Rory McIlroy shares lead with two others at Players Championship

AP photo by Lynne Sladky / Rory McIlroy follows through on his tee shot for the 15th hole of the Stadium Course at TPC Sawgrass during the first round of The Players Championship on Thursday in Ponte Vedra Beach, Fla.
AP photo by Lynne Sladky / Rory McIlroy follows through on his tee shot for the 15th hole of the Stadium Course at TPC Sawgrass during the first round of The Players Championship on Thursday in Ponte Vedra Beach, Fla.

PONTE VEDRA BEACH, Fla. — Rory McIlroy had a lot of birdies and a little drama Thursday in The Players Championship.

All that mattered to him was having a share of the lead at the TPC Sawgrass.

McIlroy tied the tournament's record with 10 birdies, offset by two tee shots into the water on the Stadium Course, for his lowest start ever at the PGA Tour's flagship event. He had a 7-under-par 65 to share the lead with reigning U.S. Open champion Wyndham Clark and Xander Schauffele.

Schauffele played a bogey-free round with two nervous moments toward the end, one leading to a birdie and another for an unlikely par save. Clark, already a winner this year at the Pebble Beach Pro-Am, came on strong with three late birdies.

McIlroy tied the tournament record of 10 birdies, which had been most recently achieved by Cameron Smith in the final round of his 2022 victory. And to think: McIlroy had tee shots on the 18th and the seventh hole that he pulled into water.

"It would be nice to shoot 62 and not have two in the water," said McIlroy, whose 24 PGA Tour victories include the 2019 edition of this tournament.

England's Matt Fitzpatrick — who had one of 12 eagles on the par-5 16th — and Canada's Nick Taylor were a stroke behind the leaders, with seven others within two shots, a group that included top-ranked Scottie Scheffler, who in the 50th edition of The Players Championship is seeking to become its first repeat winner.

Three of the four Baylor School graduates in the field were among those tied for 22nd after Harris English, Luke List and Keith Mitchell each shot a 69. The other member of that quartet, Stephan Jaeger, was tied for 76th after a 72 in which he had dropped just one shot until a triple bogey on the 18th.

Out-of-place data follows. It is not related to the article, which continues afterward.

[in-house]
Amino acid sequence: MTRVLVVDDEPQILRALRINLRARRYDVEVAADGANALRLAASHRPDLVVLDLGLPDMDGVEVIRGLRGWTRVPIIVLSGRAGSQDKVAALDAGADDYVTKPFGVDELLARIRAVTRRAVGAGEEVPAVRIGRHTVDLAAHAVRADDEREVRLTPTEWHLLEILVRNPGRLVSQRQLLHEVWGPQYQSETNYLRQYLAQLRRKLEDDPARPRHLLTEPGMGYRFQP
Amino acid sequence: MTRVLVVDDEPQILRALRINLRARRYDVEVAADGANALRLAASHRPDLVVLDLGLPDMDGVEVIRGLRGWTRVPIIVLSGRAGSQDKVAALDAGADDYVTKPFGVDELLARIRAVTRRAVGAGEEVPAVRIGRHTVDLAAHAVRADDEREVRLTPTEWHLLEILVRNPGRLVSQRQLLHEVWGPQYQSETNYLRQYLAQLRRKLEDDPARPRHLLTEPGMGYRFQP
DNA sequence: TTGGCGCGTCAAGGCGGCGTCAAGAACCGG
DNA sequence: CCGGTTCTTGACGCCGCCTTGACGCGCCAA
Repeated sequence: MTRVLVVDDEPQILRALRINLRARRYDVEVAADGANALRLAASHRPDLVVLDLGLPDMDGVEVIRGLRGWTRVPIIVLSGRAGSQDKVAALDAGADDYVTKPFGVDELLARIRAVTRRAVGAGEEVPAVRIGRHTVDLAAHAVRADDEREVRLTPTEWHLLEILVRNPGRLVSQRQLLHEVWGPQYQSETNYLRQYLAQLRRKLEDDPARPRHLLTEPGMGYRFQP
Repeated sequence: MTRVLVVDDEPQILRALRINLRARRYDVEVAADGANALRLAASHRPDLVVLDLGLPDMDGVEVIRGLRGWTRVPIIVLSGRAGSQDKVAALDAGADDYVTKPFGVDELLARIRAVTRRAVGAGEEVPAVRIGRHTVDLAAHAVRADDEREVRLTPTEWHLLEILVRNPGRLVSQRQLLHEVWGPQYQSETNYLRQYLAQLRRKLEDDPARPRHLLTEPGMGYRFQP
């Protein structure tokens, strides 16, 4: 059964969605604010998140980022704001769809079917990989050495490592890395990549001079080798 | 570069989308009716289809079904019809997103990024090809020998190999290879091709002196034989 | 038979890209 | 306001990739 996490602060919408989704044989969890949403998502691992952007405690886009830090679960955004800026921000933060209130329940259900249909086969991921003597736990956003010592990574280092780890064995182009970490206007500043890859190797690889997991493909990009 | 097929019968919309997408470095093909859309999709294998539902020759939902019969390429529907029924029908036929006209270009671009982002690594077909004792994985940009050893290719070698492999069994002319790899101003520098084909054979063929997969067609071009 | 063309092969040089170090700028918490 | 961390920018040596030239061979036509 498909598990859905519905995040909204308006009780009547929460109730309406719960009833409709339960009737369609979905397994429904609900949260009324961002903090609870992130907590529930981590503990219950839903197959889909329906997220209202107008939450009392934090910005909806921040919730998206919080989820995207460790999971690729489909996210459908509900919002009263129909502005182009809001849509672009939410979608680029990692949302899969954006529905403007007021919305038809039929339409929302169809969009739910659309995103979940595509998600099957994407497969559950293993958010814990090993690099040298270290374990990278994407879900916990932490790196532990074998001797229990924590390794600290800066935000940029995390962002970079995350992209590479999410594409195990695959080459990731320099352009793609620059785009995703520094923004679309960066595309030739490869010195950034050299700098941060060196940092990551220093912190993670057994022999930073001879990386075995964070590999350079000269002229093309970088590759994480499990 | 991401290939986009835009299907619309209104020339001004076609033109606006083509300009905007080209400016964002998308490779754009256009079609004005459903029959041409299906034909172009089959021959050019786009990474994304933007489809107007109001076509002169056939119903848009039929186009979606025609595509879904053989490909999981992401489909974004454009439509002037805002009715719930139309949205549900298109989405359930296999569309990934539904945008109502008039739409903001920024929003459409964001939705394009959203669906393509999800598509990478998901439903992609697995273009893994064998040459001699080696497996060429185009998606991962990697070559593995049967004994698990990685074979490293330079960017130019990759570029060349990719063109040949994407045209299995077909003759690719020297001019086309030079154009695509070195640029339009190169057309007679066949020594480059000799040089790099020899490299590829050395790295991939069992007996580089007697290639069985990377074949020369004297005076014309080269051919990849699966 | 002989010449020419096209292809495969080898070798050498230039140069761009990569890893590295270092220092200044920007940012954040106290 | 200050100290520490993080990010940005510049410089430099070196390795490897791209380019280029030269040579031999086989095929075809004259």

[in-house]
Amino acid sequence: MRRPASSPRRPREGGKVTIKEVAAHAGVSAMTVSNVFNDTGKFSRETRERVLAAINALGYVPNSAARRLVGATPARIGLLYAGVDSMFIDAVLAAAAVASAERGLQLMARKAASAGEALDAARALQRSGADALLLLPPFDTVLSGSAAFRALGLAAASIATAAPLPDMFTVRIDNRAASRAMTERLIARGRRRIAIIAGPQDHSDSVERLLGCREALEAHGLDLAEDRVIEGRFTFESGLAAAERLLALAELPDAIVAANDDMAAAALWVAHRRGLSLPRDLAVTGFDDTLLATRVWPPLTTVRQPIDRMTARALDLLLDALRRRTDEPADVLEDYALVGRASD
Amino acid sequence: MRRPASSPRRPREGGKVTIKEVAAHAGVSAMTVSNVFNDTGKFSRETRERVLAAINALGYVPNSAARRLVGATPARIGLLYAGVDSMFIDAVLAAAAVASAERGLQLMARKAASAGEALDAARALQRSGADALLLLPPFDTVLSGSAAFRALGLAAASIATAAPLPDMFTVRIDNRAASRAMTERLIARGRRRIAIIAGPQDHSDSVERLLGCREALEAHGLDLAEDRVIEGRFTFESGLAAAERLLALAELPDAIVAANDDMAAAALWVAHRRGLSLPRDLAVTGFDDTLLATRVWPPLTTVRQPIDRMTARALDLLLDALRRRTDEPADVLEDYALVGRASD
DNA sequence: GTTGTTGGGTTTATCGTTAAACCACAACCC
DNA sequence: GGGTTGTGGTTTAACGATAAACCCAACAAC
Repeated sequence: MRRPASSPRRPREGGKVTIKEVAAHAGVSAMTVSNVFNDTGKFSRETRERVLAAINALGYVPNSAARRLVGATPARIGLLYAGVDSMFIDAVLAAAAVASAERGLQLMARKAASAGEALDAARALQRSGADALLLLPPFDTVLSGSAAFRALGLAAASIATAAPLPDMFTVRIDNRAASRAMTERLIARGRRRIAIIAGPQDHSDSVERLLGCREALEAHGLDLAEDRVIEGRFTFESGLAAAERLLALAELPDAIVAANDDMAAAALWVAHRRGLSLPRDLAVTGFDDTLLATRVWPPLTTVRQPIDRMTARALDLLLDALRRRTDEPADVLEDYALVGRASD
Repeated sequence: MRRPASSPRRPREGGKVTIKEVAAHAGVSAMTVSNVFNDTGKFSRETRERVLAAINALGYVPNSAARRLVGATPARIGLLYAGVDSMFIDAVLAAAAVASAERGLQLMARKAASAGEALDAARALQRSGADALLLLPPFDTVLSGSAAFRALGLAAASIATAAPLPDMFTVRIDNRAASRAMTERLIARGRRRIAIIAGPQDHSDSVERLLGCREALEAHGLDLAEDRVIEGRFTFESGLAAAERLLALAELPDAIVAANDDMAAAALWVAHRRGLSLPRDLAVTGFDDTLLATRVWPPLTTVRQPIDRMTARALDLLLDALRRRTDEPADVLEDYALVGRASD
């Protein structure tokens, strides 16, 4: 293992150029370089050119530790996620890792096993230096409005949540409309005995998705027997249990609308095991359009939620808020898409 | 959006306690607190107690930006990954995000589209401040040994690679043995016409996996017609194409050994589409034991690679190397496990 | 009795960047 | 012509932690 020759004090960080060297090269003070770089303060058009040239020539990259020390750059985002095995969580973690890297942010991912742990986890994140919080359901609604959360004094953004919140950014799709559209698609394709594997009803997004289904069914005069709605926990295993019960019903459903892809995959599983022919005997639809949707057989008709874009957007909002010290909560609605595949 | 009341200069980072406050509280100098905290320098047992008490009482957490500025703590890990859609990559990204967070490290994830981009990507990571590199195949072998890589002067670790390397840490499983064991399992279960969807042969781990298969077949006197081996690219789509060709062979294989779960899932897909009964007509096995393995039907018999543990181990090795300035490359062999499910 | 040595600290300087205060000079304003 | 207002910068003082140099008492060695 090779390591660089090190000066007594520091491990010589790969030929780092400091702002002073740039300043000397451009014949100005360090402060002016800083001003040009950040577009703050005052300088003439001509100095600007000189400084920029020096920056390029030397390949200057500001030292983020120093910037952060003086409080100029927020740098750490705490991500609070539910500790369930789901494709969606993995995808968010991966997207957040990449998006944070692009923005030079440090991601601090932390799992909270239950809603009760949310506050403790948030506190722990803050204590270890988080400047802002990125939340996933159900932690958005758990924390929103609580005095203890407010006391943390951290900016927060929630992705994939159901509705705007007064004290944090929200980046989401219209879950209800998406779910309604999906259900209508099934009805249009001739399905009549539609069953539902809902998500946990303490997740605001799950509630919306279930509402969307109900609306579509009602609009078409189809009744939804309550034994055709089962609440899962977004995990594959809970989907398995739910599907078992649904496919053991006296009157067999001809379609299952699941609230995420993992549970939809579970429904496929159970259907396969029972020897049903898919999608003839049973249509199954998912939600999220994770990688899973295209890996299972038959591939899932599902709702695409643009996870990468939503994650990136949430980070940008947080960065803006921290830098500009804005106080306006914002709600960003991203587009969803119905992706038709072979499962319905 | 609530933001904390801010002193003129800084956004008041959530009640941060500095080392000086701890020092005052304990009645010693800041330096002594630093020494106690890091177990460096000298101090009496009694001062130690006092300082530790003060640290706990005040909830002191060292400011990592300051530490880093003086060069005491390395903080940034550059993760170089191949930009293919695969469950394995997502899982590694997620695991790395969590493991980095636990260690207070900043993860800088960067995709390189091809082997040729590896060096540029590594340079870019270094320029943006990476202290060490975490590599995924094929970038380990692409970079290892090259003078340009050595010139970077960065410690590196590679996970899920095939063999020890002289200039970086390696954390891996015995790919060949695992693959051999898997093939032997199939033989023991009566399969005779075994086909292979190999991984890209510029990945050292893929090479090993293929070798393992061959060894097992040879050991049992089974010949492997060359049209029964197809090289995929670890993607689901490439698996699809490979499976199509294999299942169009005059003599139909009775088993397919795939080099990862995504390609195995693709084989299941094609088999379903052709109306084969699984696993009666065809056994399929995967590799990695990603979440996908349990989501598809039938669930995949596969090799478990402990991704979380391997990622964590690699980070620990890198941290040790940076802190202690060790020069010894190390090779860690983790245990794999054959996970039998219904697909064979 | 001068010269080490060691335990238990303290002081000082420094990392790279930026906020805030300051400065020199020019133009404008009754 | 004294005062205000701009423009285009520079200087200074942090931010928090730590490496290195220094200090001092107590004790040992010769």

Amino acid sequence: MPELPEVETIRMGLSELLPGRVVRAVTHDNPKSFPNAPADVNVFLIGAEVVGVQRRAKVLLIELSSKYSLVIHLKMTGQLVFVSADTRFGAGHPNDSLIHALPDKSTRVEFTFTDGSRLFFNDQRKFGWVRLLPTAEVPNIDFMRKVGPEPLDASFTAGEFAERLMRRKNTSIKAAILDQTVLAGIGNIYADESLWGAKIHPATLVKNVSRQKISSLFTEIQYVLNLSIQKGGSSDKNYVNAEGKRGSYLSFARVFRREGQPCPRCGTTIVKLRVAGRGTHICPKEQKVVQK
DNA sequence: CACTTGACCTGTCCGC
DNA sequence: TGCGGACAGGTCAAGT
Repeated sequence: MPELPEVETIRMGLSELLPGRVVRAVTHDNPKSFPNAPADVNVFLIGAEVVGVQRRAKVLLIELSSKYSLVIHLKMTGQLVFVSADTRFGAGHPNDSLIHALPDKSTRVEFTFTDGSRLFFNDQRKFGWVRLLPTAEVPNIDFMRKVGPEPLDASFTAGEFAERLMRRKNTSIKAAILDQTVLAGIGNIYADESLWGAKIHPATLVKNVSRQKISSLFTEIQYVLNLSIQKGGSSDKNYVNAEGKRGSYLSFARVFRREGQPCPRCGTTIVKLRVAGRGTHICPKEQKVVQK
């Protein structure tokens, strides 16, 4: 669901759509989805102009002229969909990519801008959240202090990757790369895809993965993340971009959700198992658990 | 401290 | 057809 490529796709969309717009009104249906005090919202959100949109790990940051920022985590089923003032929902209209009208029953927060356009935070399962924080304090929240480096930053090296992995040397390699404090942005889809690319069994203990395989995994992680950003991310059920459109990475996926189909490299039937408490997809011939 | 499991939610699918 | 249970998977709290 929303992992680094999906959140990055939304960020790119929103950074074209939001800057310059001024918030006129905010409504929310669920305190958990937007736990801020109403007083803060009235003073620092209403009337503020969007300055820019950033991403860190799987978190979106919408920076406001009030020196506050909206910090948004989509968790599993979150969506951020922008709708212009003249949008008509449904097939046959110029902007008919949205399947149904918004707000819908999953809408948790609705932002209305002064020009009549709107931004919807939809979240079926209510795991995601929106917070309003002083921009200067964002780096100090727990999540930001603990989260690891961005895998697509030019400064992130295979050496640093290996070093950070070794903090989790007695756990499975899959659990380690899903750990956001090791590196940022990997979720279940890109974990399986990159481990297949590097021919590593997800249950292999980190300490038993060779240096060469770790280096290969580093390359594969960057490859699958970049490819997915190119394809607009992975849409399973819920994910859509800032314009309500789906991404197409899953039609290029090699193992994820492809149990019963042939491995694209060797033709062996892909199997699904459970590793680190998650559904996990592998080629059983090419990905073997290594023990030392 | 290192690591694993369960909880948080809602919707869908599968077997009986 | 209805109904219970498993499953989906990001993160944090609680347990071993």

The field shrank by one to 143 when Tom Kim withdrew after eight holes due to illness.

The drama for McIlroy came not from the shots, but where to take his penalty drop. There were questions from Viktor Hovland and Jordan Spieth on the 18th — their ninth hole of the day — but that was sorted out, and McIlroy ripped a 3-wood onto the green and escaped with a bogey.

It was on the seventh hole that Hovland and Spieth wanted some clarity on whether the tee shot was above or below the red hazard line. That would be the difference of having to drop back by the tee or where it went into the water. Television replay didn't make it entirely clear.

There was one tense moment when Spieth said: "Everyone I'm hearing that had eyes on it ... is saying they were 100% certain it landed below the line."

"Who's everybody, Jordan?" replied McIlroy's caddie, Harry Diamond.

"Who are you talking about?" McIlroy added.

McIlroy was comfortable in saying it was above the line, played short of the green and wound up making a double bogey.

"I think Jordan was just trying to make sure that I was doing the right thing," McIlroy said. "I was pretty sure that my ball had crossed where I was sort of dropping it. It's so hard, right? Because there was no TV evidence. I was adamant. But I think, again, he was just trying to make sure that I was going to do the right thing."

Spieth had his own trouble and posted a 74, leaving him in danger of missing the cut at this tournament for the sixth time in 10 years. Hovland took a double bogey on his final hole for a 73.

Big drama on the course was otherwise limited, except for a few rounds in the 80s, none with outrageous numbers, just the typical punishment TPC Sawgrass can inflict without warning.

Schauffele thought he was headed for the water with drive to the right on the fifth hole, only for it to narrowly stay in the rough. He hit the next one to two feet from the hole. Then on the seventh, he was deep in the trees and hammered an 8-iron out of trouble, over water and a big bunker, and then onto the fairway.

"I would not want to hit that shot again," said Schauffele, who then hit a beautiful pitch to five feet to save par.

Calm weather by Florida standards in March and a soft layout made the opening round perhaps as easy as it will get. There also was a front pin on the island-green 17th, where Ryan Fox made a hole-in-one in a round of 69. It was third straight year at The Players Championship that someone made an ace on the fabled hole.

"It's such an iconic hole, and it's an intimidating shot," Fox said. "I don't care who you are. You get up there, most of the crowd probably either wants you to make a 1 or hit it in the water, so I'm glad to be on the right side of it in that respect."

Scheffler is not only No. 1 in the Official World Golf Ranking, he is coming off a commanding performance last weekend, winning the Arnold Palmer Invitational at Bay Hill Club in Orlando. He missed only two fairways and three greens Thursday, and except for a three-putt bogey at the start, made it look easy.

That doesn't mean it was a stress-free round.

"This golf course is probably never easy," Scheffler said. "There may be a few easy holes here and there, but overall I think it's a pretty challenging place to play."

The average score was about 71.5 when play was suspended by darkness. Among those who have to finish the opening round Friday morning are Jimmy Stanger, who was 5 under with two to play. He was the last player to get into the field, a consequential gift when Tiger Woods did not enter.

Said Stanger: "I might be the only guy who was happy when Tiger decided not to play."

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